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to have a little smile to myself

(13 Posts)
blondefriend Wed 24-Apr-13 18:51:22

When I see new parents and think "you wait...".

I was in a coffee shop this morning on my own and there were 2 new mums at the next table having a typical coffee. Both babies slept for the majority of the time and only woke briefly to be fed and then fell back to sleep again. During this time both mums went on about how this was the hardest thing they had ever done.

I often have to go to the local hospital and pass the labour wards. There is often some woman in the corridor leaning on her partner, breathing slowly and saying something like "ooo, this is a bad one".

I always smile politely and think "hee hee".

thebody Wed 24-Apr-13 18:52:26

Ah bless.

VenusRising Wed 24-Apr-13 18:53:27

Yes, I do a little bit too... And then I look at parents of teens and I think, Oh Crap, what's to come?

Sparklingbrook Wed 24-Apr-13 18:54:41

Aww. Fat forward ten years when they are stuck on the sidelines of junior footy in minus temperatures they will look back all wistful at that stage.

Sparklingbrook Wed 24-Apr-13 18:54:57


Moominsarehippos Wed 24-Apr-13 18:57:42

I see teeny babies with worried looking new mums. Ahhhh, I say to DS, as soon as they learn to talk, they lean to answer back.

louloutheshamed Wed 24-Apr-13 18:58:48

I remember doing that. But the thing is, at the time, it was the hardest thing I'd ever done! It was a massive massive shock and the sleep deprivation and sore nipples were shocking too.

Fast forward two years and now I think the hardest thing I have ever done is look after a 2yo whilst working full time, studying for masters and being pregnant. But though it is hard it is fun and still doesn't really compare to shock of the newborn stage. Give them a break we've all been there!

ILovePonyo Wed 24-Apr-13 19:00:19

My 2 year old dd kept hitting me and running away and laughing at my friends house recently, she was being a general pita. My friend is 6 months pg and I could see her thinking "my child will never do that" I know that because I thought the exact same thing myself blush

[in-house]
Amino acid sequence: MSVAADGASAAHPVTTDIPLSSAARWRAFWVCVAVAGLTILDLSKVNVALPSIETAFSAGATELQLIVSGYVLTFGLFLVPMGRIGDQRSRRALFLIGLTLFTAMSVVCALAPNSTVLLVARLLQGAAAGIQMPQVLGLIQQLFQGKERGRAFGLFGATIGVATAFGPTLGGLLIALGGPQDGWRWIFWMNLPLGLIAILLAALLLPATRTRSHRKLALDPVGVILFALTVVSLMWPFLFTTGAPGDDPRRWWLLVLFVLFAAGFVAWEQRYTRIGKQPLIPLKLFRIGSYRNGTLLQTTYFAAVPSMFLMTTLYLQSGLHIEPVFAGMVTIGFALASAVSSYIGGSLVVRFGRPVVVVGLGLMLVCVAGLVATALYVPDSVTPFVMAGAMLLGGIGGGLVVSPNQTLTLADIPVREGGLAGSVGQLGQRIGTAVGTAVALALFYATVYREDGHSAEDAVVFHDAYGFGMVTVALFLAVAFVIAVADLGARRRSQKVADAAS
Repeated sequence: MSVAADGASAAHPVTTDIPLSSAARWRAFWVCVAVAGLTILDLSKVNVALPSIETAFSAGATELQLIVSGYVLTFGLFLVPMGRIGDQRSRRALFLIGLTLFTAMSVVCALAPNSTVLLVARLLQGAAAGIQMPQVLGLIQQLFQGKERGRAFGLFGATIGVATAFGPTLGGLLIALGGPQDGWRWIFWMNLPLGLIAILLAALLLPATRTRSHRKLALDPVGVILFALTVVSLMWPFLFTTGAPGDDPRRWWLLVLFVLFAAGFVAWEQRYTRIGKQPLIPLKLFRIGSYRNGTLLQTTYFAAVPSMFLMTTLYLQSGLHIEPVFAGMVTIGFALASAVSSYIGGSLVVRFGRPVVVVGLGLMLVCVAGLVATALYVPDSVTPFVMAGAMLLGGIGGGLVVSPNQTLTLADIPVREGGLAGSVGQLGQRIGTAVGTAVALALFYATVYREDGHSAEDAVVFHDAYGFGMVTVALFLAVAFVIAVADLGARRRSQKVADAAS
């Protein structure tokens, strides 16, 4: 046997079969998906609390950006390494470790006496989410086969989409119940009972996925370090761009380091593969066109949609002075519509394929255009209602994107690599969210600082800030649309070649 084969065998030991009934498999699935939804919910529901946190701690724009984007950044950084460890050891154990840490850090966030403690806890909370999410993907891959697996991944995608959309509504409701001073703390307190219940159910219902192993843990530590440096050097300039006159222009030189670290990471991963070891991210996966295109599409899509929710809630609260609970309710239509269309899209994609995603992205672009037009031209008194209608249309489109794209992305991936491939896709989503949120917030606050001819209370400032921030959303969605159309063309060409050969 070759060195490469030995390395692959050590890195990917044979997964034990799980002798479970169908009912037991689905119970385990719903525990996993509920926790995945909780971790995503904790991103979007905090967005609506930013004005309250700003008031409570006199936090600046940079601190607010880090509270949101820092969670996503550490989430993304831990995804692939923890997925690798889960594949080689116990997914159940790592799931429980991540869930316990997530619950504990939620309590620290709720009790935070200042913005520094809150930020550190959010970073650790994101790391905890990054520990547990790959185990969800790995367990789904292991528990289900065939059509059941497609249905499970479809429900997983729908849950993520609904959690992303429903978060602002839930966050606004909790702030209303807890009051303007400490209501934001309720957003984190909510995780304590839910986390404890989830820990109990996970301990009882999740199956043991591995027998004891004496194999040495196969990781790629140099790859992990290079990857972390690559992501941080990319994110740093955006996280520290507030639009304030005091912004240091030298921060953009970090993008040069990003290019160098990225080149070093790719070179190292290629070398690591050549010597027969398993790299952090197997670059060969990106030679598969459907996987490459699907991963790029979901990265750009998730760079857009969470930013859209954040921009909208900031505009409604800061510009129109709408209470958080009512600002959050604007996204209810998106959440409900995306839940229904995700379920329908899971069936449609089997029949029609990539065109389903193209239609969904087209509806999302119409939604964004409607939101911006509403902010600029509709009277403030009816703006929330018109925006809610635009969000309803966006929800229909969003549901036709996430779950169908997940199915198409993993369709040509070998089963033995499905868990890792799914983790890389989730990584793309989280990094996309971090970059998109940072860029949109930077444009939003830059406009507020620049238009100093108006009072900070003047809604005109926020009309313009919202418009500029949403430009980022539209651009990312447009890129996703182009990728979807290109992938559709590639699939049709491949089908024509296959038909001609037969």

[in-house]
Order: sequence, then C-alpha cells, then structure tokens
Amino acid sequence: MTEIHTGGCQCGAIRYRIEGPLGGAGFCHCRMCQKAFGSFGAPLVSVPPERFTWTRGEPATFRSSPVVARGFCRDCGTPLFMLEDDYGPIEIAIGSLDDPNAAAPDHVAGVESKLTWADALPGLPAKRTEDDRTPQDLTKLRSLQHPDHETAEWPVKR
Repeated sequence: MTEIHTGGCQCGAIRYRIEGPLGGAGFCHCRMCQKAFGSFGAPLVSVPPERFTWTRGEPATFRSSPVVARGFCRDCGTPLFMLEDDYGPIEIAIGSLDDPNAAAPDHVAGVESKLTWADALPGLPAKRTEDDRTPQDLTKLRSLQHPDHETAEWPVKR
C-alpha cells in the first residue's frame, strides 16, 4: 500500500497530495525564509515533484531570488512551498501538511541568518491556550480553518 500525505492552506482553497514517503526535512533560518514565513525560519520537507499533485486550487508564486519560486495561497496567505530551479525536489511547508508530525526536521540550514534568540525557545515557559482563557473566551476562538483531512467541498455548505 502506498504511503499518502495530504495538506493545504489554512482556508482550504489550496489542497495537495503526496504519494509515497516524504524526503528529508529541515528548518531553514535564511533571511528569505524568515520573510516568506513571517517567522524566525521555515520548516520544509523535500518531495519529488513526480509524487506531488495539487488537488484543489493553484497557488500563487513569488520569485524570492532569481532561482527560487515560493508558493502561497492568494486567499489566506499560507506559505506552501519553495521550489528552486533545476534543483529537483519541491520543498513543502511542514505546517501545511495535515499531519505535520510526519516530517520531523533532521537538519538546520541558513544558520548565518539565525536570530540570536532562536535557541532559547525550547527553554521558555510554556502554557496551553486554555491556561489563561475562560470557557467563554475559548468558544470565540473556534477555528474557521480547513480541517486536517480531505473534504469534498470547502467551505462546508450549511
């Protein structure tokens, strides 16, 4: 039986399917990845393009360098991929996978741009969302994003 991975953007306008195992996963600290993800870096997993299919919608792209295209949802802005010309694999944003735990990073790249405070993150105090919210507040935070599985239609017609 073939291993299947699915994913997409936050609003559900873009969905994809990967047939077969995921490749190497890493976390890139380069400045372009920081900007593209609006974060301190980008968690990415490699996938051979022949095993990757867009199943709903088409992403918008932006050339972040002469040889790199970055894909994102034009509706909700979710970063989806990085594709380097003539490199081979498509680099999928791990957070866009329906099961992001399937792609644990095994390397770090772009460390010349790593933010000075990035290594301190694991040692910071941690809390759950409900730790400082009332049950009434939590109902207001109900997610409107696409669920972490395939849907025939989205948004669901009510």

Eventually I took dd home and longed for the days I could take her somewhere and she'd just sleep through it... Unfortunately at the time I was too full of anxiety for my pfb that I didn't appreciate it!

ILovePonyo Wed 24-Apr-13 19:01:21

Oh, YANBU grin

ssd Wed 24-Apr-13 19:04:48

I love the posts on here from a mum with kiddies aged about 5 telling a mum of a 17 year old she'll never let her dc do that

wish it was the law they need to come back when junior reaches 17....

quoteunquote Wed 24-Apr-13 19:13:14

My mum laughed so hard she had tears running down her face, when I turned round to her and remarked the day after pfb was one, and said, "I've no idea what you were on about, this parenting thing is easy."

Eventually I worked out what she was trying to say between the gasps for breaths, "Teenagers" , hahaha.

Sorry mum, you were so right.

SayMama Wed 24-Apr-13 21:16:57

Oh yes! But for me, when I had DD1 I spent quite a lot of time in coffee shops while she slept quietly thinking 'Well this is quite easy...'

In fact the first three years with DD1 were very easy indeed. Shame about the terrible threes... sad

mylittlepuds Wed 24-Apr-13 21:45:47

YABU (a bit). I do it too but I was in a state of utter shock after having DS. He's just turned two now and we have a newborn. I can't actually understand what the hell I was in such a state over - its absolutely weird and I'm annoyed at myself for not being more relaxed. I was literally fried. I an soooo loving newborn stage #2. It's heaven. Don't love her any more of course - just feel I can enjoy her more.

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